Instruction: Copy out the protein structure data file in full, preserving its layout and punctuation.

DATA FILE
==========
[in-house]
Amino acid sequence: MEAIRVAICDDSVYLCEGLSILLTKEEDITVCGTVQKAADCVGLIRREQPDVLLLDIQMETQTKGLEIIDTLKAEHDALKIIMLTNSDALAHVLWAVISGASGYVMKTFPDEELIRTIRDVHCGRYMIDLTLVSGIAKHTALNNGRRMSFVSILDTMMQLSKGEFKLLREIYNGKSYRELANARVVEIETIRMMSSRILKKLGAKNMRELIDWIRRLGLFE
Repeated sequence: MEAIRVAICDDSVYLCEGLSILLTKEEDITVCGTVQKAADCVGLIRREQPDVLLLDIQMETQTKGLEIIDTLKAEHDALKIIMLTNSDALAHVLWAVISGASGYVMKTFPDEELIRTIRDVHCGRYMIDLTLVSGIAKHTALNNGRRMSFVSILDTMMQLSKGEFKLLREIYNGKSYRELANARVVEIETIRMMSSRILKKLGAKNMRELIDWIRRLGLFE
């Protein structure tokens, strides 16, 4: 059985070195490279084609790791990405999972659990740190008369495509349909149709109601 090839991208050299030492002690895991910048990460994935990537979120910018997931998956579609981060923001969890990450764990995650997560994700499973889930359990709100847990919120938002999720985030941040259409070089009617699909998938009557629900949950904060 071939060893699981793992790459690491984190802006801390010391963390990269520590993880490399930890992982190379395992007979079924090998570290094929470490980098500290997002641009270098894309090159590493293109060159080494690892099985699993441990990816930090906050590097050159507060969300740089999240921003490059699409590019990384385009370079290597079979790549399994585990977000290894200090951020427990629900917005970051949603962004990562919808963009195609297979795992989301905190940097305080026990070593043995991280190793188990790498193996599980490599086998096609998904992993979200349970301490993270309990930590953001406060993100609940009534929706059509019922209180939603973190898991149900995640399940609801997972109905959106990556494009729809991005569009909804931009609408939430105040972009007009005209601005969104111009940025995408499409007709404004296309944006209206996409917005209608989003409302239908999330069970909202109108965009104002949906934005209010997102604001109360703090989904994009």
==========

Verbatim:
[in-house]
Amino acid sequence: MEAIRVAICDDSVYLCEGLSILLTKEEDITVCGTVQKAADCVGLIRREQPDVLLLDIQMETQTKGLEIIDTLKAEHDALKIIMLTNSDALAHVLWAVISGASGYVMKTFPDEELIRTIRDVHCGRYMIDLTLVSGIAKHTALNNGRRMSFVSILDTMMQLSKGEFKLLREIYNGKSYRELANARVVEIETIRMMSSRILKKLGAKNMRELIDWIRRLGLFE
Repeated sequence: MEAIRVAICDDSVYLCEGLSILLTKEEDITVCGTVQKAADCVGLIRREQPDVLLLDIQMETQTKGLEIIDTLKAEHDALKIIMLTNSDALAHVLWAVISGASGYVMKTFPDEELIRTIRDVHCGRYMIDLTLVSGIAKHTALNNGRRMSFVSILDTMMQLSKGEFKLLREIYNGKSYRELANARVVEIETIRMMSSRILKKLGAKNMRELIDWIRRLGLFE
């Protein structure tokens, strides 16, 4: 059985070195490279084609790791990405999972659990740190008369495509349909149709109601 090839991208050299030492002690895991910048990460994935990537979120910018997931998956579609981060923001969890990450764990995650997560994700499973889930359990709100847990919120938002999720985030941040259409070089009617699909998938009557629900949950904060 071939060893699981793992790459690491984190802006801390010391963390990269520590993880490399930890992982190379395992007979079924090998570290094929470490980098500290997002641009270098894309090159590493293109060159080494690892099985699993441990990816930090906050590097050159507060969300740089999240921003490059699409590019990384385009370079290597079979790549399994585990977000290894200090951020427990629900917005970051949603962004990562919808963009195609297979795992989301905190940097305080026990070593043995991280190793188990790498193996599980490599086998096609998904992993979200349970301490993270309990930590953001406060993100609940009534929706059509019922209180939603973190898991149900995640399940609801997972109905959106990556494009729809991005569009909804931009609408939430105040972009007009005209601005969104111009940025995408499409007709404004296309944006209206996409917005209608989003409302239908999330069970909202109108965009104002949906934005209010997102604001109360703090989904994009």